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Stalk Borers Are Migrating to Corn
Iowa Ag Connection - 06/07/2023

Stalk borer is an occasional pest of corn, but it can be persistent in some fields, especially those fields near perennial grasses that serve as overwintering sites (fence rows, terraces, and waterways are typical sources). Tracking degree days is a useful way to estimate when common stalk borer larvae begin moving into cornfields from their overwintering hosts. Foliar insecticide applications are only effective when larvae are migrating and exposed to the insecticide. Start scouting corn for larvae when 1,300-1,400 degree days (base 41°F) have accumulated. Most of central and southern Iowa has reached this benchmark (Figure 1); therefore, scouting for migrating larvae should begin now to make timely treatment decisions.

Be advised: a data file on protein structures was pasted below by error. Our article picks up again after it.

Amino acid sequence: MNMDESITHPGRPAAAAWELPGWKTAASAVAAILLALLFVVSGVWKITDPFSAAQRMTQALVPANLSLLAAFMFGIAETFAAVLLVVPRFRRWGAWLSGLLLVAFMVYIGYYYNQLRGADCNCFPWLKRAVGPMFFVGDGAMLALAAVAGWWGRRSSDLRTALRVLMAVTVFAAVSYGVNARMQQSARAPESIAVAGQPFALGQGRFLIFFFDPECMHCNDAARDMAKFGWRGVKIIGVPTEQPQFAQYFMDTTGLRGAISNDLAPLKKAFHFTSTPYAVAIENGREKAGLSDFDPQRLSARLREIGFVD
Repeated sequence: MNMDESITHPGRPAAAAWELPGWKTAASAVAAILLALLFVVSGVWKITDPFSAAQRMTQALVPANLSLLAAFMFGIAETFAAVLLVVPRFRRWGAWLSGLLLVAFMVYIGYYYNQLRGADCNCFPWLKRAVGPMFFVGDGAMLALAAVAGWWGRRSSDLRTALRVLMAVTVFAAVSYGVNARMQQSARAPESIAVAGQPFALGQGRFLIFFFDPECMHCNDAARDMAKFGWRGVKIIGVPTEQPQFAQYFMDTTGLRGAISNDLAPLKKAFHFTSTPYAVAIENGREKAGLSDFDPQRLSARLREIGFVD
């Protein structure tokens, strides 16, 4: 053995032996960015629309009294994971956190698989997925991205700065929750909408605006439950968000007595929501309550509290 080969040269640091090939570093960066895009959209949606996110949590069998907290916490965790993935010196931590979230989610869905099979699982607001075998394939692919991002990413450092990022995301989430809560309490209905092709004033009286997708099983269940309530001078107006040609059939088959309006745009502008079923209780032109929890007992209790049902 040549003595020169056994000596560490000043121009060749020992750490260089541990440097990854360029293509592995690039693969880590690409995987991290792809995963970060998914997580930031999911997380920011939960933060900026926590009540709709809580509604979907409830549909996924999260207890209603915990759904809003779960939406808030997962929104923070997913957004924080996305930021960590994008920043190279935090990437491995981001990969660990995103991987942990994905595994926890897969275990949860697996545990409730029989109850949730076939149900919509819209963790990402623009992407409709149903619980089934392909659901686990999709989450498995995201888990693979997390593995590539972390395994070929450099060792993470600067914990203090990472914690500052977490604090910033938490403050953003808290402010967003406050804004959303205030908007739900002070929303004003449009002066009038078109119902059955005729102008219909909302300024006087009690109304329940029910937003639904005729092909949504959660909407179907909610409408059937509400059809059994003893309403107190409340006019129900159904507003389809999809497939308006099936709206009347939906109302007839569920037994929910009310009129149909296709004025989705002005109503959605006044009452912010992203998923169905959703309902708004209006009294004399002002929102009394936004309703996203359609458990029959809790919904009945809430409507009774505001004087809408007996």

This encyclopedia article details stalk borer identification, sampling, and management and provides information on high-risk fields. Stalk borers tend to re-infest the same fields, so prioritize scouting fields with a history of stalk borers, paying close attention to field edges. Finding “dead heads” in nearby grasses or weeds is an indicator of stalk borers in the area (Photo 1). The larvae are purple with white stripes and a dark saddle across the middle of the body (Photo 2). They are not highly mobile and typically only move into the first four to six rows of corn. Young corn is particularly vulnerable to severe injury; plants are unlikely to be killed once they reach V7 (Photo 3).


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